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Breast Calcification- Do You Need to Worry?

What is Breast Calcification?

Breast calcification is the deposits of calcium detected in the breast. This condition is most commonly seen affecting females older than 50 years. Most of the breast calcifications are benign. It is important to understand these changes as they can be an early sign of conditions which include ductal carcinoma in situ or invasive breast cancer. Research indicated that 12.7-41.2% of females in breast cancer screening programs are brought for an additional clinical assessment for warning signs of cancer.(1)

Breast calcifications are seen as white dots on the x-ray and are not detected in ultrasounds and MRI scans.

Breast Calcification- Do You Need to Worry?

Type of Breast Calcifications

Breast calcification is of two different types. In some people, calcification is a mix of both of its types.


These appear as large white dots and are known to occur randomly throughout the breast tissue. They are greater than 0.5 mm in diameter. This is a common type and is mostly considered benign and does not require the people to follow up.


This calcification appears as tiny white specs and is mostly benign. Their certain characteristics may indicate them to be cancerous. These characteristics include:

  • Being 0.5 mm in diameter
  • Have different sizes and shapes
  • Occurring in clusters in an area of the breast

Calcifications Outside the Main Breast Tissue

Sometimes the calcifications are seen to occur outside the breast tissue, which may be on the skin and on the inside the blood vessels.

It occurs on the skin due to the use of deodorants, lotions, or powder. These products appear as white dots in the x-ray result. Therefore, it is important to avoid these things before going for any screening.

No further testing is required for the calcification outside the breast tissue.

Causes and Risk Factors for Breast Calcifications

Breast tissue can occur due to the following reasons:

  • Trauma or injury after any surgery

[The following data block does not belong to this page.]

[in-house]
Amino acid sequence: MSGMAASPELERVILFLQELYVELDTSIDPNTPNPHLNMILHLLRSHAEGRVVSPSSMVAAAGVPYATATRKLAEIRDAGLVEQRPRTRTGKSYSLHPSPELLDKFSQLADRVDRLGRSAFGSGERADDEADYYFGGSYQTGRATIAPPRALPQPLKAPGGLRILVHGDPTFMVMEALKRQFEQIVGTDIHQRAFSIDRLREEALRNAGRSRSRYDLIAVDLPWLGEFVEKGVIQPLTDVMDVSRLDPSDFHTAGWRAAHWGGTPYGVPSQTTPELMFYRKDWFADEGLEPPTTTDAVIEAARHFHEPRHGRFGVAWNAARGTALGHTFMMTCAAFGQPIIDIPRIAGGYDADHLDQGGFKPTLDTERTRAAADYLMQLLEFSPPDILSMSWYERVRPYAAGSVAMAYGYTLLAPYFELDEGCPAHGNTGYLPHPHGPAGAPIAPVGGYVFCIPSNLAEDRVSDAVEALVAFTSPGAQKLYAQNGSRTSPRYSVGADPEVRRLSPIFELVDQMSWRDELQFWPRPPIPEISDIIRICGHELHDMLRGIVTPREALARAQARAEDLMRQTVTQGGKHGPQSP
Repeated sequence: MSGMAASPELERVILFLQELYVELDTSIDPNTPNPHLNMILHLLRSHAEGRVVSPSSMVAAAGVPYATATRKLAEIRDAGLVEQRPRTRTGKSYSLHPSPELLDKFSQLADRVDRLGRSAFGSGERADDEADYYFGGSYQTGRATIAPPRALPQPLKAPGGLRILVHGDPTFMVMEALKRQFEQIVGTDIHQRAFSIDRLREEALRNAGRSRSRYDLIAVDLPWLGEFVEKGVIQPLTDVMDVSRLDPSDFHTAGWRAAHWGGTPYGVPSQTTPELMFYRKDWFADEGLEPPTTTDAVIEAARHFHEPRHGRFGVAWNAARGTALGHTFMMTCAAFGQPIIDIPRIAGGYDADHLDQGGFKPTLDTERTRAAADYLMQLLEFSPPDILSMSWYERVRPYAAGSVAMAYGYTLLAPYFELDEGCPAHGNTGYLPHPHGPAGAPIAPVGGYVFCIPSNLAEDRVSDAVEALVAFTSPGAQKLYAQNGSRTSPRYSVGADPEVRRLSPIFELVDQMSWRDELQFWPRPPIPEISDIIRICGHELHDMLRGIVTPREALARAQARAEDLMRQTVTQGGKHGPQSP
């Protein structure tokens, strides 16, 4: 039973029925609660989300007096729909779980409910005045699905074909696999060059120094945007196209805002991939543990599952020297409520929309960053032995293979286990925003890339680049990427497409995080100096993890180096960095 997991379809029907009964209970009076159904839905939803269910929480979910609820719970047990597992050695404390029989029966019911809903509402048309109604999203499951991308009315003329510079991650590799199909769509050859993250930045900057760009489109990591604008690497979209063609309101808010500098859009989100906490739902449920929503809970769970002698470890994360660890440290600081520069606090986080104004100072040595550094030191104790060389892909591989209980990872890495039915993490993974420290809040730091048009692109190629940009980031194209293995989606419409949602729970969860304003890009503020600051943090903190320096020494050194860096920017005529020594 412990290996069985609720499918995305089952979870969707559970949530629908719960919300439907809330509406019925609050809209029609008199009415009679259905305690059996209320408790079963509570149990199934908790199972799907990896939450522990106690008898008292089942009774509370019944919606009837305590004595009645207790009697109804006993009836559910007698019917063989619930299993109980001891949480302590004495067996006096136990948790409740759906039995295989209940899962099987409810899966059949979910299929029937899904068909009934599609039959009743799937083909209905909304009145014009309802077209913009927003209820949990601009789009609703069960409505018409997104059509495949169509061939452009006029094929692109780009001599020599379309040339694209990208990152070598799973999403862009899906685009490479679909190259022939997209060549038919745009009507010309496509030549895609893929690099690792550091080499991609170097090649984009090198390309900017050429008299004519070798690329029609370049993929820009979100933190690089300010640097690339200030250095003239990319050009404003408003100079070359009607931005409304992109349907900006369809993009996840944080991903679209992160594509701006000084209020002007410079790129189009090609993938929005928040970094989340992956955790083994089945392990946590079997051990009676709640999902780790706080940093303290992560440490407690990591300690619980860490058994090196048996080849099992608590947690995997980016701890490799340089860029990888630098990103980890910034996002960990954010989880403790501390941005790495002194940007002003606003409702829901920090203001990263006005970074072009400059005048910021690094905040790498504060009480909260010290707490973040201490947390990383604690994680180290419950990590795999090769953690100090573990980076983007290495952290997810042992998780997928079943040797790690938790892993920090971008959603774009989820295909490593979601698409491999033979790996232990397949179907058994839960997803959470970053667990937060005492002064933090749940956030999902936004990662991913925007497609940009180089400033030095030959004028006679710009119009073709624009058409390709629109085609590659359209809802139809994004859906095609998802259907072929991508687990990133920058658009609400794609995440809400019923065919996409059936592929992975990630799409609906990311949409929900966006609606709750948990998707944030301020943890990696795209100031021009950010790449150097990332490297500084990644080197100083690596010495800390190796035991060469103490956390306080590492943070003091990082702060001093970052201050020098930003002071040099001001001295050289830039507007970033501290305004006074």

• Infection
  • Ductal carcinoma in situ, which is the most common cause of calcifications in the breast
  • Fat necrosis
  • Cysts in the breast
  • Calcium build-up in the breast
  • Radiation therapy for breast cancer
  • Invasive breast cancer
  • Fibroadenoma, a benign breast tumor

A study done in 2019, showed a link between the lifetime breastfeeding duration and the presence of microcalcification clusters.(2) The risk factors include:

  • Person history of cancer of the breast
  • Family history of cancer
  • A genetic predisposition to breast cancer
  • Eating food rich in calcium is not a reason or risk factor for breast calcification at all.

How is Breast Calcification Diagnosed?

If calcifications are detected in a mammogram, it is decided by a radiologist if further testing is needed. Macrocalcifications are not considered suspicious and are very less likely to require a follow-up. If large calcification occurs along with microcalcification, further testing is advised.

If the calcification is considered suspicious another mammogram may be advised, prior mammogram images are checked to look for changes in calcifications, and the case is referred to a doctor.

The doctor reviews the x-ray images and the radiology report. A biopsy may be done to test the breast tissue. He may also recommend an MRI scan.

A person with breast calcification is recommended to be screened every 6 months to look for changes in calcifications.

Type of Breast Biopsies

A small piece of breast tissue is taken to be examined in breast biopsy. There are two types of biopsies to check calcifications, which include:

  • Stereotactic Core Needle Biopsy: In this, a needle is inserted in the breast tissue using computer imaging. A piece of calcified tissue is removed under local anesthesia.
  • Surgical Biopsy: It is when the surgeon removes the abnormal tissue under local or general anesthesia which is then sent for testing.

A surgical biopsy is recommended if the core needle biopsy is unsuccessful.

Treatment of Breast Calcification

If the calcification is benign, no treatment is needed. If the calcifications are associated with other medical conditions such as mammary duct ectasia further information is provided about the available treatments.

If breast cancer is indicated, treatment may be needed to stop the spread of cancer and kill the cancerous cells. The treatment depends on the type of cancer, its size, and its stage.

Surgery, chemotherapy, radiation therapy, and hormone therapy are the best treatments for breast cancer.

Breast calcification may indicate early breast cancer and is mostly detected in mammogram screening. They should not be ignored and quick action should be taken towards the treatment.

Team PainAssist
Team PainAssist
Written, Edited or Reviewed By: Team PainAssist, Pain Assist Inc. This article does not provide medical advice. See disclaimer
Last Modified On:July 15, 2022

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